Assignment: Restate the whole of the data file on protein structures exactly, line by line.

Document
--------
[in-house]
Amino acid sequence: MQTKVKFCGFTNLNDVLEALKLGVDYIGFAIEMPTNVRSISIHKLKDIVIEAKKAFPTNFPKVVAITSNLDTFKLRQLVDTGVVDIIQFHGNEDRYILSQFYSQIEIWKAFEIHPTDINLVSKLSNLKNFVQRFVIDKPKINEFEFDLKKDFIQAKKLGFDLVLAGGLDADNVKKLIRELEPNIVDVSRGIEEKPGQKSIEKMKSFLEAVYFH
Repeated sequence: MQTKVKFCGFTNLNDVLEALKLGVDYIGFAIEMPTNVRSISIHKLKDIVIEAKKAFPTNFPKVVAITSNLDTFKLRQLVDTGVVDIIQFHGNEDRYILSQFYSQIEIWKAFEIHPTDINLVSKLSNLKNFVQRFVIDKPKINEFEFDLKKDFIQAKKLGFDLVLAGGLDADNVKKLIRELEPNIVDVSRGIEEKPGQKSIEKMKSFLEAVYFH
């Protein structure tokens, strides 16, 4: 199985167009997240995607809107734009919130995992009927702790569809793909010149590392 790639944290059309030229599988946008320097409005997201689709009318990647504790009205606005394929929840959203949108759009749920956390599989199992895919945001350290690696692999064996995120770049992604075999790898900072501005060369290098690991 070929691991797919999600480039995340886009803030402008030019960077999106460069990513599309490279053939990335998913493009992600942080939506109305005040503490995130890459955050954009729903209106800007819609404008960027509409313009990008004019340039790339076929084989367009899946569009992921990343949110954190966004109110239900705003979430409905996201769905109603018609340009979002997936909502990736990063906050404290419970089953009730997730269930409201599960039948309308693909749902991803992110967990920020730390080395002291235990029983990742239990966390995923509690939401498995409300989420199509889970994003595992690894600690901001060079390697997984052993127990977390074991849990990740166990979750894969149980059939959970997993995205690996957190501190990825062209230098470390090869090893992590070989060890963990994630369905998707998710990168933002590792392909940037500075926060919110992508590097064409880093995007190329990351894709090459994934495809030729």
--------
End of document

[in-house]
Amino acid sequence: MQTKVKFCGFTNLNDVLEALKLGVDYIGFAIEMPTNVRSISIHKLKDIVIEAKKAFPTNFPKVVAITSNLDTFKLRQLVDTGVVDIIQFHGNEDRYILSQFYSQIEIWKAFEIHPTDINLVSKLSNLKNFVQRFVIDKPKINEFEFDLKKDFIQAKKLGFDLVLAGGLDADNVKKLIRELEPNIVDVSRGIEEKPGQKSIEKMKSFLEAVYFH
Repeated sequence: MQTKVKFCGFTNLNDVLEALKLGVDYIGFAIEMPTNVRSISIHKLKDIVIEAKKAFPTNFPKVVAITSNLDTFKLRQLVDTGVVDIIQFHGNEDRYILSQFYSQIEIWKAFEIHPTDINLVSKLSNLKNFVQRFVIDKPKINEFEFDLKKDFIQAKKLGFDLVLAGGLDADNVKKLIRELEPNIVDVSRGIEEKPGQKSIEKMKSFLEAVYFH
């Protein structure tokens, strides 16, 4: 199985167009997240995607809107734009919130995992009927702790569809793909010149590392 790639944290059309030229599988946008320097409005997201689709009318990647504790009205606005394929929840959203949108759009749920956390599989199992895919945001350290690696692999064996995120770049992604075999790898900072501005060369290098690991 070929691991797919999600480039995340886009803030402008030019960077999106460069990513599309490279053939990335998913493009992600942080939506109305005040503490995130890459955050954009729903209106800007819609404008960027509409313009990008004019340039790339076929084989367009899946569009992921990343949110954190966004109110239900705003979430409905996201769905109603018609340009979002997936909502990736990063906050404290419970089953009730997730269930409201599960039948309308693909749902991803992110967990920020730390080395002291235990029983990742239990966390995923509690939401498995409300989420199509889970994003595992690894600690901001060079390697997984052993127990977390074991849990990740166990979750894969149980059939959970997993995205690996957190501190990825062209230098470390090869090893992590070989060890963990994630369905998707998710990168933002590792392909940037500075926060919110992508590097064409880093995007190329990351894709090459994934495809030729």